Changing my child's surname
Child law  |  Family law

Changing My Child’s Surname

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Walker Family Law
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It is not uncommon that a parent will wish to change their child’s surname, usually when their own surname has changed.

Perhaps the most common scenario here is that the child was given his or her father’s surname on birth but the parents subsequently separate, after which the child lives with the mother. The mother then (re)marries, taking her new husband’s surnaChanging my child's surnameme in the process.

As a result, the child is the only one in the new, blended family who does not share the new husband’s surname. Concerned at this, the mother may wish to unify the new family, by changing her child’s surname to her new surname.

But a sole parent cannot necessarily change their child’s surname just because they wish to do so.

So what is the law relating to changing a child’s surname, and how does it work?

When can you change your child’s surname?

As we will see, the answer largely relates to the issue of parental responsibility.

We will start with the simplest scenario: where only one person has parental responsibility for the child.

This may be the situation where one of the child’s parents has died, or where the parents were not married and the father did not acquire parental responsibility by being registered as the father on the child’s birth certificate, with the mother’s agreement or via a court order.

In such a situation the person with parental responsibility may change the child’s name without any other permission or consent.

But it is of course more often the case that more than one person will have parental responsibility for the child, usually both parents.

Where a child arrangements order is in force with respect to the child, no person may cause the child to be known by a new surname without either the written consent of every person who has parental responsibility for the child, or the permission of the court.

Similarly, where there is no child arrangements order a child’s name may only be changed with the agreement of anyone who has parental responsibility for the child, or the permission of the court, but here there is no requirement that the agreement must be in writing (although that is still advisable).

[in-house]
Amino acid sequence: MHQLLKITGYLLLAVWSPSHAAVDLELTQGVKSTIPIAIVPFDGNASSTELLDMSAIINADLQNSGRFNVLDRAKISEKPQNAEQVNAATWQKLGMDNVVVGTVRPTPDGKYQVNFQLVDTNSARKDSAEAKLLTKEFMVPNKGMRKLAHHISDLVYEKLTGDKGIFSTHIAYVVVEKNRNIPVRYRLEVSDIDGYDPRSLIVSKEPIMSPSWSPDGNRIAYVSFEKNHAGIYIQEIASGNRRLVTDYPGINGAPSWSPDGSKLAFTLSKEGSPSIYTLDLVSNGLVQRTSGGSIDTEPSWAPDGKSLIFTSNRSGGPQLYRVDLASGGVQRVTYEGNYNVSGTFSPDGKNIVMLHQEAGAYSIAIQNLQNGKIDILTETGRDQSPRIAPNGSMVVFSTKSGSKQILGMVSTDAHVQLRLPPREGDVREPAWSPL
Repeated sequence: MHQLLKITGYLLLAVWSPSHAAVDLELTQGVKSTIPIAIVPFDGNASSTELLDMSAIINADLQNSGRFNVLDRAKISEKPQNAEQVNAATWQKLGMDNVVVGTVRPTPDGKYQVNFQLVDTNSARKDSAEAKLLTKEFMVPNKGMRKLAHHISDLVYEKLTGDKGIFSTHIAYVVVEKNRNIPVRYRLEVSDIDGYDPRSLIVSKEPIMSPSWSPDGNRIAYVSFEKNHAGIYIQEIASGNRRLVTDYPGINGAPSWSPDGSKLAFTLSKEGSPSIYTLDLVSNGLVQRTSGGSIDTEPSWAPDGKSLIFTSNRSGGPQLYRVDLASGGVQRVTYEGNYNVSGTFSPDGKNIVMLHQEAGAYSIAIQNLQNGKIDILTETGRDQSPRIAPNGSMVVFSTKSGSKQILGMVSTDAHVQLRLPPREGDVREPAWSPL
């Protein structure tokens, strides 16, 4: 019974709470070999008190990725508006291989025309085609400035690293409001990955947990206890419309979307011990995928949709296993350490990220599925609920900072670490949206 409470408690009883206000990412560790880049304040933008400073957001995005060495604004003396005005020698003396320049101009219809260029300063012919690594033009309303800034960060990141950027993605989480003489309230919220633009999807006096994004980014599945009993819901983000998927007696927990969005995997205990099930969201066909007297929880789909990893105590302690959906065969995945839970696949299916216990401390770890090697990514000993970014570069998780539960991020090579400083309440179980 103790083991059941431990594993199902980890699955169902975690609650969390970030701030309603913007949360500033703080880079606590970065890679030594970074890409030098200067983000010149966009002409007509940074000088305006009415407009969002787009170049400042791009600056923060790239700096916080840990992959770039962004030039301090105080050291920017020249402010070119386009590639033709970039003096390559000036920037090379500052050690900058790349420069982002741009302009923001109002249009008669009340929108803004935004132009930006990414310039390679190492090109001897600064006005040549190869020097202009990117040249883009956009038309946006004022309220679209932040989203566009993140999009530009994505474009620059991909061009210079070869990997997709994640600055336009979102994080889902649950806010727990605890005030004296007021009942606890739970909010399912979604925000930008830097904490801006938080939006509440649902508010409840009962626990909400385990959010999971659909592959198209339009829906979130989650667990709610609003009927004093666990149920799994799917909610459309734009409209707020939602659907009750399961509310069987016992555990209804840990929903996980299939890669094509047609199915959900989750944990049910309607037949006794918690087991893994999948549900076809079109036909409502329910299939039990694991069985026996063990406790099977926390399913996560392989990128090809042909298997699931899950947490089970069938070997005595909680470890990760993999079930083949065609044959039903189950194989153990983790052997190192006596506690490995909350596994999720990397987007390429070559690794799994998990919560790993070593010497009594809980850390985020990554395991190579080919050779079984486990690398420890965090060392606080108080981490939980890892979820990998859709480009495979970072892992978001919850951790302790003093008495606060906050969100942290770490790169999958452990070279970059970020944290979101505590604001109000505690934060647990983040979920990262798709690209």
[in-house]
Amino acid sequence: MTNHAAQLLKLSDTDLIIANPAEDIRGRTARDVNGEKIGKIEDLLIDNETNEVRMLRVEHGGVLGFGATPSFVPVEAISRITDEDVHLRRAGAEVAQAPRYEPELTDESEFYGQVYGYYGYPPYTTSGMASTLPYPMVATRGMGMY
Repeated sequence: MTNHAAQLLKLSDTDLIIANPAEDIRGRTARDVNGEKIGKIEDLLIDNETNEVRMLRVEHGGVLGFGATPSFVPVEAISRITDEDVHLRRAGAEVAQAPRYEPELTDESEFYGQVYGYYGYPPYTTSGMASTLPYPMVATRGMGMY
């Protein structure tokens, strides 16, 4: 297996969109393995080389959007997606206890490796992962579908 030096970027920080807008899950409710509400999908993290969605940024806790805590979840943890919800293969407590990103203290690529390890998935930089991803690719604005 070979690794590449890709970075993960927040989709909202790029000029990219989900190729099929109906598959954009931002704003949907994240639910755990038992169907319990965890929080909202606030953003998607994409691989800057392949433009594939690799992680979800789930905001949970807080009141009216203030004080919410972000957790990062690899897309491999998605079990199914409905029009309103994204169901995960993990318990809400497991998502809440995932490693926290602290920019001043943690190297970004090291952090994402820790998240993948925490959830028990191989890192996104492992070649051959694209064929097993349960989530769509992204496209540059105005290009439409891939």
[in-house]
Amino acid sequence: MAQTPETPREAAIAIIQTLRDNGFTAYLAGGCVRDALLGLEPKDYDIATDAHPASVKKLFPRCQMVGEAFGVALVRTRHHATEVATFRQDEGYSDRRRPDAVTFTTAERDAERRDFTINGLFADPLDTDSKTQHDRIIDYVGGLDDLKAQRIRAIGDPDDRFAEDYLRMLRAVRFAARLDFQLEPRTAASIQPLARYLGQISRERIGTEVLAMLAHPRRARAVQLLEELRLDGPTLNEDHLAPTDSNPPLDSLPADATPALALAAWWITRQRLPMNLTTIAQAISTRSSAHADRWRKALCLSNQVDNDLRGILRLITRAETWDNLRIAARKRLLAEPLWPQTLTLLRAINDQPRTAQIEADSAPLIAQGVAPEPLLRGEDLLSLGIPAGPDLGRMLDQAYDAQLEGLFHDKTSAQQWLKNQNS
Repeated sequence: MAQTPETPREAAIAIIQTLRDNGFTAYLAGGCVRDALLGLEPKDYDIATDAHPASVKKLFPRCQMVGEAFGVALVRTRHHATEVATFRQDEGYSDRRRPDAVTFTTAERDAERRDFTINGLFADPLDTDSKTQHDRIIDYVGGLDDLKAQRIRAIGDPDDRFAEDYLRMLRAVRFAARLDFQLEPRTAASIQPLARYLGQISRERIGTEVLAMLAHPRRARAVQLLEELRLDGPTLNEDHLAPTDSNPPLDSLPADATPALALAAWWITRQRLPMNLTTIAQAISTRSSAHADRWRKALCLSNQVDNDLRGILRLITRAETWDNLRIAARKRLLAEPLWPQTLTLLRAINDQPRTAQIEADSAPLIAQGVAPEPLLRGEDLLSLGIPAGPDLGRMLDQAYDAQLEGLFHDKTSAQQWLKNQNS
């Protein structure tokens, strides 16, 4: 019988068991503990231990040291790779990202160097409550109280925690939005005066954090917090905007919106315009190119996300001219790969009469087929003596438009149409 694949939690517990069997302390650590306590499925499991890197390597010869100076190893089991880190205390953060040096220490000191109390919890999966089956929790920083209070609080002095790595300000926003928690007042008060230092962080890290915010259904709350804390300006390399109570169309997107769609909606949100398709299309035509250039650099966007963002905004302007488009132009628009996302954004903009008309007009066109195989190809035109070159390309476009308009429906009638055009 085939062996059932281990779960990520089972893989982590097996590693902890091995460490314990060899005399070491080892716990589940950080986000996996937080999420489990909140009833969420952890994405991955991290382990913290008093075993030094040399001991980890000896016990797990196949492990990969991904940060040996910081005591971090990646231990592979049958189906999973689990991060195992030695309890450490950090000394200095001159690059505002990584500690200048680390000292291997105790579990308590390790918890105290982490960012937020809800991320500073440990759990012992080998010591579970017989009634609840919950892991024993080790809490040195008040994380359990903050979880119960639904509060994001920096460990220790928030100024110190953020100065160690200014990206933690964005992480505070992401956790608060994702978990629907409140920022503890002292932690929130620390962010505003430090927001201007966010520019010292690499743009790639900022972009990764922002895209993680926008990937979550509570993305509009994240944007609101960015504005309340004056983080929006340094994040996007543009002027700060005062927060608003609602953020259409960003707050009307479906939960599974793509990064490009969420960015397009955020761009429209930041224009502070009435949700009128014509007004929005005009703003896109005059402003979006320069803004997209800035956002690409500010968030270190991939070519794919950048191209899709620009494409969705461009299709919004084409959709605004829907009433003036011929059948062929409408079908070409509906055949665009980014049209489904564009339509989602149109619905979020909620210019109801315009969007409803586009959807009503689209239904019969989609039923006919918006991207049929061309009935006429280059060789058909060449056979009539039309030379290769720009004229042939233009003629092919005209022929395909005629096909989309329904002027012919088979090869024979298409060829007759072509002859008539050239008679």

In short, if you wish to change your child’s name and the other parent does not agree to the change then you will need to apply to a court for an order allowing the change.

There is one proviso to this: it has been suggested that once the child has reached the age of 16 then their consent to the change of name is necessary (generally speaking, 16 and 17-year-olds can change their name without the consent of their parents).

How the court decides whether to give permission to change a child’s surname

If the court’s permission for the change of name is required, then the person seeking permission should apply for a specific issue order allowing the name change.

The court will only allow the change of name if it decides that this is best for the child’s welfare. In making the decision it will consider a checklist of factors, including the ascertainable wishes of the child (considered in the light of the child’s age and understanding); the effect of the change upon the child, if any; and any harm that the child may suffer.

The court will also have regard to the registered surname of the child and the reasons for the registration, for instance recognition of the biological link with the child’s father.  Registration is always a relevant and an important consideration, but it is not in itself decisive. Any changes of circumstances of the child since the original registration may be relevant.

Note that reasons given for changing or seeking to change a child’s surname based on the fact that the child’s name is or is not the same as the parent making the application do not generally carry much weight.

In the case of a child whose parents were married to each other, the fact of the marriage is important and it has been suggested that there would have to be strong reasons to change the name from the father’s surname if the child was registered with that name.

Lastly, where the child’s parents were not married to each other, the mother has control over registration. Consequently, on an application to change the surname of the child, the degree of commitment of the father to the child, the quality of contact, if it occurs, between father and child, and the existence or absence of parental responsibility are all relevant factors to take into account.

In summary, it can be quite difficult to persuade a court to agree to a change of a child’s surname against the wishes of the other parent. Accordingly, if you are contemplating making such an application then you should first seek expert legal advice.

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